The “Jobs” Bill Sham
Yes, another in a long line of spending bills which has a purported purpose it won’t accomplish. What it will accomplish is an increase in the debt.
None other than Nancy Pelosi is troubled by the fact that it appears the proposed “jobs” bill being rushed through Congress doesn’t create, uh, jobs.
The White House session with congressional leaders was supposed to be a step toward bipartisanship, with a focus on jobs. But Pelosi made it clear that there’s disagreement, even among Democrats.
White House economic advisers Christina Romer and Larry Summers defended the administration’s proposal to give employers a $5,000 credit for each new worker they hire as well as help with Social Security taxes.
Pelosi countered that no one she’s consulted believes that the plan will actually lead to the creation of new jobs, sources said.
“She questioned the efficacy of it,” one Democratic aide said.
For once, Pelosi is right – any jobs created will be at the margins. In fact, the centerpiece of the “jobs” bill is – wait for it – and extension of unemployment benefits.
And, of course, you remember the big “we’re concerned about the deficit” announcement not long ago where Congressional Democrats again said they were instituting PAYGO (a means of forcing Congress to pay for new spending by cutting the budget elsewhere or raising taxes) as a means of controlling it? Yeah, except for this boondoggle. Here’s from the last page of the draft bill:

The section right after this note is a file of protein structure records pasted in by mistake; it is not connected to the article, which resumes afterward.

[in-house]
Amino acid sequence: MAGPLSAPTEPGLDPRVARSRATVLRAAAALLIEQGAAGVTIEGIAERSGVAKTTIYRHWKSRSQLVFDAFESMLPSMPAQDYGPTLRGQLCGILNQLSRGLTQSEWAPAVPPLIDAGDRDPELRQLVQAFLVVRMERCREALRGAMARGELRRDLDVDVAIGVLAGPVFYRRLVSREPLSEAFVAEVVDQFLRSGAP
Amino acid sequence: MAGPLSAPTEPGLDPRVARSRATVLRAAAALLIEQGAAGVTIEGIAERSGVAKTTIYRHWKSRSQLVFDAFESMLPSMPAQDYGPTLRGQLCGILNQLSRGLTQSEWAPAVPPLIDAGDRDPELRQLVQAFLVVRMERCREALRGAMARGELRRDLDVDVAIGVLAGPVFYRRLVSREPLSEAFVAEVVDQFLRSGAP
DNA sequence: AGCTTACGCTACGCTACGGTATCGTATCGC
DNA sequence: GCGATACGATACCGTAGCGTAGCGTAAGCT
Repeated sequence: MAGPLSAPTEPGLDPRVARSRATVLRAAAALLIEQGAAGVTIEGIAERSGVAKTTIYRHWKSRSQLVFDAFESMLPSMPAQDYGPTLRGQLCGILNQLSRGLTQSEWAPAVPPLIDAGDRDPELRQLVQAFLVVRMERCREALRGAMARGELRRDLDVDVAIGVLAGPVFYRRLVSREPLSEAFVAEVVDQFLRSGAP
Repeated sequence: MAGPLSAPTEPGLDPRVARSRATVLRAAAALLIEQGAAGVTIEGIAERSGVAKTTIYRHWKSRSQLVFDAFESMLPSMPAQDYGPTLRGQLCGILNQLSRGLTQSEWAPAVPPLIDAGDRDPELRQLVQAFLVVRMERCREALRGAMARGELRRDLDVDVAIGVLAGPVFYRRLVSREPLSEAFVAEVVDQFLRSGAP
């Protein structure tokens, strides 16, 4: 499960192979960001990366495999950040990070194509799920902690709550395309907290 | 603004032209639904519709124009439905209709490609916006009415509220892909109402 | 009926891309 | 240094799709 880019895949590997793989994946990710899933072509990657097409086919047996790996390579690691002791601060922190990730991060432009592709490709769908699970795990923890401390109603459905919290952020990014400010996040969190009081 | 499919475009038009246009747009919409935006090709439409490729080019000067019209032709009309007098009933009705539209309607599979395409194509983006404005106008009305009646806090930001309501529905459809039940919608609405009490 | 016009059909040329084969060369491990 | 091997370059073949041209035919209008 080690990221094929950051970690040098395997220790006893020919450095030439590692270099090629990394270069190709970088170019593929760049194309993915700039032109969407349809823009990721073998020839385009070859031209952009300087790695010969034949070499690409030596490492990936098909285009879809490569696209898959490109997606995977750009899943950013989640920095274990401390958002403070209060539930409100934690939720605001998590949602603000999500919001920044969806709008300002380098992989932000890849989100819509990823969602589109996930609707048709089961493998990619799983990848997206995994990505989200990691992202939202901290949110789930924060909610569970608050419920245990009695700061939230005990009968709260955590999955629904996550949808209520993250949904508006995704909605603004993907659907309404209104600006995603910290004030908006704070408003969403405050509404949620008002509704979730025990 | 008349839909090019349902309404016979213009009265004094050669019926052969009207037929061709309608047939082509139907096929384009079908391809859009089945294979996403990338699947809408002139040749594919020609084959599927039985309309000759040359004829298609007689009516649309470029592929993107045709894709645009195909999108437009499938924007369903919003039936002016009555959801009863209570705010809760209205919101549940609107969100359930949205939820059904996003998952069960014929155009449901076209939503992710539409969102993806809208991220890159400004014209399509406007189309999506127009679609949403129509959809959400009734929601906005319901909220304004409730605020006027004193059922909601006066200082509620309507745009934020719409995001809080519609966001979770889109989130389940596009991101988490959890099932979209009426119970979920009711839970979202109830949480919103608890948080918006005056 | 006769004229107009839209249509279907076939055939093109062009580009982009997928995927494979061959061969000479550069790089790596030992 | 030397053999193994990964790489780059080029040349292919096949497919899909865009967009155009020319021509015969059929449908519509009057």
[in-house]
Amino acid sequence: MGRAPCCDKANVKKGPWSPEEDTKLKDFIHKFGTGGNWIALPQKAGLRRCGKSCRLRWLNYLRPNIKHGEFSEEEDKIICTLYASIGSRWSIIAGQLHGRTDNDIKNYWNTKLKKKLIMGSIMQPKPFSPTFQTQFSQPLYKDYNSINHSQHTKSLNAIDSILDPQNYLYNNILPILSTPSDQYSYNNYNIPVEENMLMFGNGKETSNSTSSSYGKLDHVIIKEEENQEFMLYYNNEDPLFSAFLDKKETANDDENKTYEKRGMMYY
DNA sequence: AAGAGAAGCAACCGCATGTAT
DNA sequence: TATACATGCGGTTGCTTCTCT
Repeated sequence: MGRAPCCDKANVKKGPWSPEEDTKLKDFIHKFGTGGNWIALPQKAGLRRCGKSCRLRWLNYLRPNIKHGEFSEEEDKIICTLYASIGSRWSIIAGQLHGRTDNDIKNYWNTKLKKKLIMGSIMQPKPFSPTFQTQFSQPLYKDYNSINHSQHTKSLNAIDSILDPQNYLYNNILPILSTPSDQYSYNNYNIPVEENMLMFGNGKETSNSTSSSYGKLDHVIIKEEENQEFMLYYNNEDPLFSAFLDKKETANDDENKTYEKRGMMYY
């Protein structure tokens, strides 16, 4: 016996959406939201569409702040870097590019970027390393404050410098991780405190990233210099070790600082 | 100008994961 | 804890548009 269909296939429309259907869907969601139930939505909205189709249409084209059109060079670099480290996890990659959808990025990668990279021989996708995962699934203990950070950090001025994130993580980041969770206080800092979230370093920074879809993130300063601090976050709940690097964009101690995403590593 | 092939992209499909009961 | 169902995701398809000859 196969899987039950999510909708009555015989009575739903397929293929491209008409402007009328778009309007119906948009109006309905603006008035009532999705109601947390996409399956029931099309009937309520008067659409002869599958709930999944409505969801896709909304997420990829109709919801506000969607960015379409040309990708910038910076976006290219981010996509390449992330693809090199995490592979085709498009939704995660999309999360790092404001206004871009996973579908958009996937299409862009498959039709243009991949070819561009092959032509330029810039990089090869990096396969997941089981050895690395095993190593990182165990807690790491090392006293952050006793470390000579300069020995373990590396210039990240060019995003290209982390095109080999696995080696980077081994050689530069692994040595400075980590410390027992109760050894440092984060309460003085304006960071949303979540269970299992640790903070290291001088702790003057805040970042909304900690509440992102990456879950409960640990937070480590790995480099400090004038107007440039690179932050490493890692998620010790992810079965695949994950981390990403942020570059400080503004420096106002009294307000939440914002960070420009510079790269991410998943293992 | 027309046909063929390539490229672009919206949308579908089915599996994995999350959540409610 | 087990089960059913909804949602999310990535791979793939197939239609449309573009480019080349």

(a) IN GENERAL.–One-half of the amounts in each of titles V and VI are designated as an emergency requirement pursuant to section 4(g) of the Statutory Pay-As-You-Go Act of 2010, and designated as an emergency requirement pursuant to section 403(a) of S. Con. Res. 13 (111th Congress), the concurrent resolution on the budget for fiscal year 2010.
In case you’re wondering what titles V and VI are, Jamie Dupree fills us in:
Title V of the jobs bill deals with expiring tax credits and tax breaks known as “tax extenders” – which Congress constantly renews every year or two, always resisting talk of making them permanent.
Those provisions are said to be worth about $33 billion, so one half of that would go to the deficit.
Title VI of the draft bill centers around extended jobless benefits and extra health (COBRA) provisions for the unemployed. That’s another big chunk of money.
The estimated total for the bill is $104 billion with little if anything in it which will actually create jobs.
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